Here's the thread at PrintCeo and some links to the discussion at Harvard.

My take is that this one is going to be Oce vs Screen and maybe Kodak when they get Stream out the door. The thing is that Kodak has such deep penetration with their Newspaper versioning workflow, maybe they should concentrate a little more on that and a little less on digital where they have a steep hill to climb. Is HP a player in this? I don't have a clue.

We can get in the game by getting our commercial customers' sales force to network with local newspaper sales force. They can first sell newspaper ads + web ads to local business. Then they could evolve to selling print collateral - brochures, etc. Then they could evolve to selling other marketing materials.

Newspapers are already used to designing ads for local customers. Designing a brochure is a simple add on. For the right customer, we can do the whole Purl thing and personalized marketing at ultra local levels for local businesses that really need it.

What is MPS exactly anway?

read at Print4Pay Hotel
"What is Print Management? How will it benefit you and your customers?

Despite the fact that print management has become a ubiquitous term there is still considerable
confusion about what exactly it is and what its benefits are. Many people confuse print management and fleet management solutions, but the two perform very different functions.

Fleet management (or device management) solutions are used to collect meter reads on imaging devices and perform service functions such as supplies management and service history tracking.

In contrast, a comprehensive print management solution allows organizations to capture and control every print job that occurs in an environment. Print management solutions also enable organizations to control who can print to where and can be used to alter user behavior by setting printing limits, restricting color usage and forcing duplexing.

As this article will explain, a print management solution can be a powerful revenue generating and
cost saving tool that can benefit any organization by performing three key functions: Workflow analysis, cost reduction and cost recovery."

If you can break through noise with a clear signal, and price it correctly this should pass the "Why wouldn't I do that test?" test.

I guess that's why so many people are entering the market.

Xerox Corporation Re-Signs As Official Transactional Sponsor Of

read at ECM connection
"EventEvolution Management Inc. is pleased to announce that Xerox Corporation has executed its first-right-of-refusal option and will once again be the Official Transactional Sponsor of DOCUMENT Strategy Forum, which will take place October 5-7th at the Hyatt Regency O'Hare, Chicago.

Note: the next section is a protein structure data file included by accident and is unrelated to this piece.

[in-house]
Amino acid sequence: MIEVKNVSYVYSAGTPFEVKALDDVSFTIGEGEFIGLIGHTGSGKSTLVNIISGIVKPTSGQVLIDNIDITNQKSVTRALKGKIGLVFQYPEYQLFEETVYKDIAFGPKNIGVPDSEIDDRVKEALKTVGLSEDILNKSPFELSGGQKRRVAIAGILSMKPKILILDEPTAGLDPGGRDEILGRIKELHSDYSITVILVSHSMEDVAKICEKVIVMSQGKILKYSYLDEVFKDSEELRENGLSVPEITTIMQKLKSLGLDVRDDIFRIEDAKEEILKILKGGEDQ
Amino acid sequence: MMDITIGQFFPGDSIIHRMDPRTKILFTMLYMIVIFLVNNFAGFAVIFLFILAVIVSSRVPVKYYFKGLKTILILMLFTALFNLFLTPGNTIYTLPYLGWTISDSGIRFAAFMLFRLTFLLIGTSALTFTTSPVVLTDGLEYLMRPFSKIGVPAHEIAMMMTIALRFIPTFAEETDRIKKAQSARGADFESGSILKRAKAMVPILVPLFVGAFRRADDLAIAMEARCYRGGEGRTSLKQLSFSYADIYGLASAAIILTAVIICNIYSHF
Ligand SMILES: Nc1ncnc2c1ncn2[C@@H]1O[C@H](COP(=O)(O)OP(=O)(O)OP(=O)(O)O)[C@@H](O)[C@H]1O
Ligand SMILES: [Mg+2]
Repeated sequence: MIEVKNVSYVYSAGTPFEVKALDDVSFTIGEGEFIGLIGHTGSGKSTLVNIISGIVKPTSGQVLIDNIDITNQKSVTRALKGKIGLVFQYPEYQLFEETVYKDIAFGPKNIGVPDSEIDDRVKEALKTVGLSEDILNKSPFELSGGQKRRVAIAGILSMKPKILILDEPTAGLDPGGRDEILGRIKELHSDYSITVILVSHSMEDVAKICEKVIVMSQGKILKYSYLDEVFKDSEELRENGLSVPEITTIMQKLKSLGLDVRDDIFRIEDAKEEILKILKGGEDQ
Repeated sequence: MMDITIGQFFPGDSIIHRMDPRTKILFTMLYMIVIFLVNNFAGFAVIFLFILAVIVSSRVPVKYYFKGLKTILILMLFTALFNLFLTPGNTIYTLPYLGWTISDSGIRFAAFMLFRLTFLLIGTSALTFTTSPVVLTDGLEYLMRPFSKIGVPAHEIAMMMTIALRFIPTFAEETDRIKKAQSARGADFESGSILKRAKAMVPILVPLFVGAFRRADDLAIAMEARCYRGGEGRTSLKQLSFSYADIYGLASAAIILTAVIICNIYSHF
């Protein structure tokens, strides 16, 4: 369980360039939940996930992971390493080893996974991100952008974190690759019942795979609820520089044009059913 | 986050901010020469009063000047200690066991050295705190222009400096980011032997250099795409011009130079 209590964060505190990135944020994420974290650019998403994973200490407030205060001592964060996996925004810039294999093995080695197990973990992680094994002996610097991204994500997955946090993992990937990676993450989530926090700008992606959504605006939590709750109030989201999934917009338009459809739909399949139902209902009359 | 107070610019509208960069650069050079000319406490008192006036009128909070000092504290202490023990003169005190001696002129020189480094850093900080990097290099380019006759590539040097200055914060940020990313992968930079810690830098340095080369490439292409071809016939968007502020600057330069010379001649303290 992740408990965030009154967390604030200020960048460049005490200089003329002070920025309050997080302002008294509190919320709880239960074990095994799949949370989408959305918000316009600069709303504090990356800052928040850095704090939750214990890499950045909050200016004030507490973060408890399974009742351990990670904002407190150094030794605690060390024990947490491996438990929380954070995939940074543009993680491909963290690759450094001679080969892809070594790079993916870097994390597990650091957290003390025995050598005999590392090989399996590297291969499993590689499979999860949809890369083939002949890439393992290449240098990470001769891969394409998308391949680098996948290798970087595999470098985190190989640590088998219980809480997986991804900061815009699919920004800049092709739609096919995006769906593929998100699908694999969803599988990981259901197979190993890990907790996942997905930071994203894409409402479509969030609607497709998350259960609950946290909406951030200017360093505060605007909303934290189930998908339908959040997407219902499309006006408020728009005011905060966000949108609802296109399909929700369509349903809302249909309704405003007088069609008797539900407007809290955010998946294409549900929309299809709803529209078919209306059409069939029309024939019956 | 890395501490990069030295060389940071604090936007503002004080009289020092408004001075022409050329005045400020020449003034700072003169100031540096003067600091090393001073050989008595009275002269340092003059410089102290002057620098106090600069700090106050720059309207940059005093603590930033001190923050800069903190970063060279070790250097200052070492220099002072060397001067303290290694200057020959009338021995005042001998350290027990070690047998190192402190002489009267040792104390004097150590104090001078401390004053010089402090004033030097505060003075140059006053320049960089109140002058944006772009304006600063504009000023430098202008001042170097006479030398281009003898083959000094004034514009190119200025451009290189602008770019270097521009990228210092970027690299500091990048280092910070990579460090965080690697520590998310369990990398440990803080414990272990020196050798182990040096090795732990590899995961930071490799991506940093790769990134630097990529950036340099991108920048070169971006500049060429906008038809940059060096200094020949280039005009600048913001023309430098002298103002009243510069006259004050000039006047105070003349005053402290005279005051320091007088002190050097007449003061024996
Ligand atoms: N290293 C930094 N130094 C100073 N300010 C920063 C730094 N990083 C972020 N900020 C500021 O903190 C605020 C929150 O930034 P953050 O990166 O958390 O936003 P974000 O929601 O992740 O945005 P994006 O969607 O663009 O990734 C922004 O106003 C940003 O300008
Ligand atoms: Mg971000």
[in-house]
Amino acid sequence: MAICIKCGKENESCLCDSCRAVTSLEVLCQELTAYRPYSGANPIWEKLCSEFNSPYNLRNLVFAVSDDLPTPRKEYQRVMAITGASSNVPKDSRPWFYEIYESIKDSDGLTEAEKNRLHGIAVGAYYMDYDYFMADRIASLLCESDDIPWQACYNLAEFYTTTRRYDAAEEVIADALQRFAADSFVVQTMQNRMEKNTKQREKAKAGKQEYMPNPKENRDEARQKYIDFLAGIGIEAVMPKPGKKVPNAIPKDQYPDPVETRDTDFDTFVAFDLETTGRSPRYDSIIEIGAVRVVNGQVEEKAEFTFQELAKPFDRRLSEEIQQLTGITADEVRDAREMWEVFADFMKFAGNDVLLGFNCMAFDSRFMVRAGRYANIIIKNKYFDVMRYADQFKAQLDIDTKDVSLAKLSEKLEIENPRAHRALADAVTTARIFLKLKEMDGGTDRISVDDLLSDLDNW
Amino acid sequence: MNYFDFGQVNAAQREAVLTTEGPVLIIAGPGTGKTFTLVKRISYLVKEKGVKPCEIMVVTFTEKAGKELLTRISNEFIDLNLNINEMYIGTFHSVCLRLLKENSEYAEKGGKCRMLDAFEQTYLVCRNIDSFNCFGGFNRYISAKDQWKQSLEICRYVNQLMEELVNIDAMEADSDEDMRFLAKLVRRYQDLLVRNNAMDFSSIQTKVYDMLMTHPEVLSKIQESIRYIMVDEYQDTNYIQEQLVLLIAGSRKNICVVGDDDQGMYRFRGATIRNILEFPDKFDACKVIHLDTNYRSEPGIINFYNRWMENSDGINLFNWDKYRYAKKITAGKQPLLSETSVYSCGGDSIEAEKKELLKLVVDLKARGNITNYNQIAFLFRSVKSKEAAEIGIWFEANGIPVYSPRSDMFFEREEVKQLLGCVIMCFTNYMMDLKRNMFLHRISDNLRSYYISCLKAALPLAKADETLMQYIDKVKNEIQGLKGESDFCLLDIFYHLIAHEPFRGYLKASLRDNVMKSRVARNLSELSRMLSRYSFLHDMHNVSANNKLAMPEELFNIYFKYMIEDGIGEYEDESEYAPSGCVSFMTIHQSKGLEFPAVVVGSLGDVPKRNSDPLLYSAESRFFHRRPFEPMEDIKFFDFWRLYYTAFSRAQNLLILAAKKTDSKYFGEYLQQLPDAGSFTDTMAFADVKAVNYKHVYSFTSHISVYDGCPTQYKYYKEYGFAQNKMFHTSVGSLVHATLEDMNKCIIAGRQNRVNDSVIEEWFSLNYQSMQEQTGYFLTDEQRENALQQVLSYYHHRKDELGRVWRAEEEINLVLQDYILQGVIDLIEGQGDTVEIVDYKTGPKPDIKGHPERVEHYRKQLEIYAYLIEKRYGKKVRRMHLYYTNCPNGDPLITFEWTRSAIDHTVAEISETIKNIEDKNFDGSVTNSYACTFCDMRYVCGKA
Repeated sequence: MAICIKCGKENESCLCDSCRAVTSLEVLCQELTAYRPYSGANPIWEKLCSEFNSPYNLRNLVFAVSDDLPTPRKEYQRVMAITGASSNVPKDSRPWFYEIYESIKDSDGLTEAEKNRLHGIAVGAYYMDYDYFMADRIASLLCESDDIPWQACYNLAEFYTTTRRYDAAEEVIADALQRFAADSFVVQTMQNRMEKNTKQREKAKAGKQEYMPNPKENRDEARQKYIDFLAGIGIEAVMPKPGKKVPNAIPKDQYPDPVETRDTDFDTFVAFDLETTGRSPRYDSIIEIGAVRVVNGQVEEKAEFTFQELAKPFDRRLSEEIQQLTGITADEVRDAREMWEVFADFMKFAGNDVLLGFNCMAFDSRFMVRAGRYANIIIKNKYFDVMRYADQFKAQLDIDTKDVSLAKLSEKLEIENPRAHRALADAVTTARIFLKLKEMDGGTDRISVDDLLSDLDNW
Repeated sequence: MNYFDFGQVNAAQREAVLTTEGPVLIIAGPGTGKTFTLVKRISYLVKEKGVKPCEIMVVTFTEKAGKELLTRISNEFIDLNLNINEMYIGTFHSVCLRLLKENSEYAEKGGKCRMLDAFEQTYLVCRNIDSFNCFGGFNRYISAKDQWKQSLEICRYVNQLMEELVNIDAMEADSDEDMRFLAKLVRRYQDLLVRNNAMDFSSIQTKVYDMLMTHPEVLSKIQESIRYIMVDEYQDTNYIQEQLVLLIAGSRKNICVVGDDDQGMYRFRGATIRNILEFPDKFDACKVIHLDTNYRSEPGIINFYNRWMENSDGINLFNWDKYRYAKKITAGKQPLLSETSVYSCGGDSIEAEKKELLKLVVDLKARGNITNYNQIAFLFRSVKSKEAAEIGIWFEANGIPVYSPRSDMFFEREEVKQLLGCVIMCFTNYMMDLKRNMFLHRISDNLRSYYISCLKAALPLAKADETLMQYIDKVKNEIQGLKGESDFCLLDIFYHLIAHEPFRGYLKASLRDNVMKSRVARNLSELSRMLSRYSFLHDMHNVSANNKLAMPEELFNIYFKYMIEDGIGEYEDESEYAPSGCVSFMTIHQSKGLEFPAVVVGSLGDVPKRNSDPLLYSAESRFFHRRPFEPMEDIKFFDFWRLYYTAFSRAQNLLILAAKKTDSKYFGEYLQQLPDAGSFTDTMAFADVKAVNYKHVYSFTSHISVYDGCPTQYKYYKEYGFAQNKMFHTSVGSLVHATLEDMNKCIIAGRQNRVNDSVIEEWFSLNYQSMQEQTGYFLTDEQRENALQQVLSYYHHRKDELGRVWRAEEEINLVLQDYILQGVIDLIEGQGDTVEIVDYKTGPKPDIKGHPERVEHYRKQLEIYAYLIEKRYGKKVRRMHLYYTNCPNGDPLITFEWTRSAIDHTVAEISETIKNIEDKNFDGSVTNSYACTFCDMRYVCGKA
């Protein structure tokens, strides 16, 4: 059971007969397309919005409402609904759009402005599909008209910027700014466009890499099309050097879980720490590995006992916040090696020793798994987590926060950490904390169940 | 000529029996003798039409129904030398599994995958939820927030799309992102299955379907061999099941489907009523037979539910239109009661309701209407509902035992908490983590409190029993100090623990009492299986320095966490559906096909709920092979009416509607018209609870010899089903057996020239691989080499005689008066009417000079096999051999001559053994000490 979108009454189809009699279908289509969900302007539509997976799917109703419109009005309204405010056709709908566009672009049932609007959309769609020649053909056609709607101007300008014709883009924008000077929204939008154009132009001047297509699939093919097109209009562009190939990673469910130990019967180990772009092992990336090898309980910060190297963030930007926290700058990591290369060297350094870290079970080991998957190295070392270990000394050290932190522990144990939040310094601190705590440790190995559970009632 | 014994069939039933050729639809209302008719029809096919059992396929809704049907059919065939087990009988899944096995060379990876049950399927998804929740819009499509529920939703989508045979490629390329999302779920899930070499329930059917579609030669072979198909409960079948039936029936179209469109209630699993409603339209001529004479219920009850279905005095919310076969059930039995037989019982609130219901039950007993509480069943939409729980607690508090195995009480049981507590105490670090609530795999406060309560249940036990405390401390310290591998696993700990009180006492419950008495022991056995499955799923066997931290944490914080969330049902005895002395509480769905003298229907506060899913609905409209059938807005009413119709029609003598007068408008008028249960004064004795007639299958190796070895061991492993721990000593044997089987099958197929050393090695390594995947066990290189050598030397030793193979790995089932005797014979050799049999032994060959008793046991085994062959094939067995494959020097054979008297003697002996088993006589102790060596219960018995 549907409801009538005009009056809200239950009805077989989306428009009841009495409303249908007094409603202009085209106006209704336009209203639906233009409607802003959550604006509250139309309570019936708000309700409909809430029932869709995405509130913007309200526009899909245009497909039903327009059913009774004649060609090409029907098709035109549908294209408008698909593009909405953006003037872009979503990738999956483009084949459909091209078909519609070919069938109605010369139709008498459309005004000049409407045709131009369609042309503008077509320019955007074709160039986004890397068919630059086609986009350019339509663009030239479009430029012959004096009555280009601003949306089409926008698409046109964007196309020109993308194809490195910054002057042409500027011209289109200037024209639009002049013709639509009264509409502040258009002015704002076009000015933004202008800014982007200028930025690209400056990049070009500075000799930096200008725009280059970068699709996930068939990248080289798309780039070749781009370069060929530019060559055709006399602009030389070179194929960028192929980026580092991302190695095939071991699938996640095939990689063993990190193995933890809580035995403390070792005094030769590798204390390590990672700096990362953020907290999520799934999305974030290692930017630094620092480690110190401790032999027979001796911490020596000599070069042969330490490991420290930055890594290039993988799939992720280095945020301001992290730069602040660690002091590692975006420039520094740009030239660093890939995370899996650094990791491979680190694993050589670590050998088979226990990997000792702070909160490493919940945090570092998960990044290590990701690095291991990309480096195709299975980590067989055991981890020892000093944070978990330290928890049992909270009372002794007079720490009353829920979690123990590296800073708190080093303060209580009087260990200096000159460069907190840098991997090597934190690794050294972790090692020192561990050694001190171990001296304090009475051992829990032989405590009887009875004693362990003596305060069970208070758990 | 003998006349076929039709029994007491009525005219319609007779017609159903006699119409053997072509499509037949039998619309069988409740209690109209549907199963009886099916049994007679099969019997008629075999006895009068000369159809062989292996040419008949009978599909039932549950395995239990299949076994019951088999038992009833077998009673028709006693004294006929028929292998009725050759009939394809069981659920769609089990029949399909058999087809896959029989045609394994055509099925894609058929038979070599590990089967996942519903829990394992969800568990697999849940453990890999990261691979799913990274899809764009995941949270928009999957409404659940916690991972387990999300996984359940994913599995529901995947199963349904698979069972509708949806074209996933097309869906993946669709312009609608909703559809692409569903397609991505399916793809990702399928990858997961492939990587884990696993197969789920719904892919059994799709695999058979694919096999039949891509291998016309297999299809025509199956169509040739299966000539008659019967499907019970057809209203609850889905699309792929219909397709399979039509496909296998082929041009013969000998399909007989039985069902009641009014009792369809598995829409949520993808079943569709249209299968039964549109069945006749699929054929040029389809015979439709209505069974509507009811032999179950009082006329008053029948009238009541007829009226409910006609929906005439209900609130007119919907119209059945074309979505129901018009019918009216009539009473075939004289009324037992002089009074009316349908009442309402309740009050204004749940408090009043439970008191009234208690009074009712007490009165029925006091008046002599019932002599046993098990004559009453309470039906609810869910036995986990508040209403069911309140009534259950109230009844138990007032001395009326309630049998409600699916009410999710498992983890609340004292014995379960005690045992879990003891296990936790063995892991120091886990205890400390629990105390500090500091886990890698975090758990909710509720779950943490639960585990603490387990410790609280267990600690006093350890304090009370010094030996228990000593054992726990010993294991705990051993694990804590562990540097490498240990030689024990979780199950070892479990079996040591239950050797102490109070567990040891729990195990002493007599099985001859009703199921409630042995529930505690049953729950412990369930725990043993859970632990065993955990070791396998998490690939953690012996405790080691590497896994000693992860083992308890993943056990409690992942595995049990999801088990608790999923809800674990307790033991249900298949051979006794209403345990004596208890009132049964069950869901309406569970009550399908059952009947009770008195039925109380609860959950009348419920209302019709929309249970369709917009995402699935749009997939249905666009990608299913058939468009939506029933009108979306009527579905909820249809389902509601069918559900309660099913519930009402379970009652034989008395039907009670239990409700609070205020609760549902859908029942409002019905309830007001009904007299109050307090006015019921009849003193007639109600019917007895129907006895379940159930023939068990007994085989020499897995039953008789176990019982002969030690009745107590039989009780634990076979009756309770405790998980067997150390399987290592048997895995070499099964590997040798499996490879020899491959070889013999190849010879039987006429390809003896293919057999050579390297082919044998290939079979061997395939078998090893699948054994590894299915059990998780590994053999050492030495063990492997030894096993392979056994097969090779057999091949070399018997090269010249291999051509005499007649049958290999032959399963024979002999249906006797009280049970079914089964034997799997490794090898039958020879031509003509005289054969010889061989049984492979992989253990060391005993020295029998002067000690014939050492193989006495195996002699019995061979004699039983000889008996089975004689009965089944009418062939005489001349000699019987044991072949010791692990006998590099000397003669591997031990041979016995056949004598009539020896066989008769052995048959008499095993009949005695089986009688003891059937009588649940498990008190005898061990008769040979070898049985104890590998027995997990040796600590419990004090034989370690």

How exactly do we measure ROI, or Return on Time (ROT from Dr Joe Webb) on this investment? I can think of a couple of good measures, but I'm curious as to which ones our folks used that makes this worthwhile.

This one, on the other hand makes sense on the face. Local channels in the Middle East. Nice.
PR release posted at
Dubai, UAE; Dynagraph for Printing Industry LLC (Dynagraph) will co-locate with Xerox at Gulf Print 2009 to mark the significance of a Value Added Reseller Agreement recently signed by the two printing specialists.

The November signing of the Agreement saw Dynagraph appointed as Xerox’s Value Added Reseller and Partner for the Graphic Arts Sector, positioning the cutting edge printing technology provider to supply print providers with a portfolio of Xerox’s digital products, workflow solutions and business development support.
Is Global Imaging a VAR in the States? I'm not being snarky. I just don't know.

Ain't the web great?

from Office Equipment:
"I am an office manager, I don’t manage anyone, but I make the office run smoothly. And I work for a local Xerox agency so I wear many hats! My duties include: Filing, ordering supplies (toners, drums, etc), ordering Xerox machines (printers, faxes, etc.) Keeping inventory, answering phones, transferring calls, taking/relaying messages, typing documents (Contracts, memos, etc.), Scheduling/Rescheduling appointments, Accounts payable/recievable, Maintaining office (Taking out trash, Sweeping, Making coffee), Scheduling Service calls for customers (Sending out a service tech when customers have problems with their machines), Operating Xerox Equipment (Replacing supplies for machines we use in office i.e. un-jamming copiers, Invoicing customers and making sure they pay their bills, among other duties.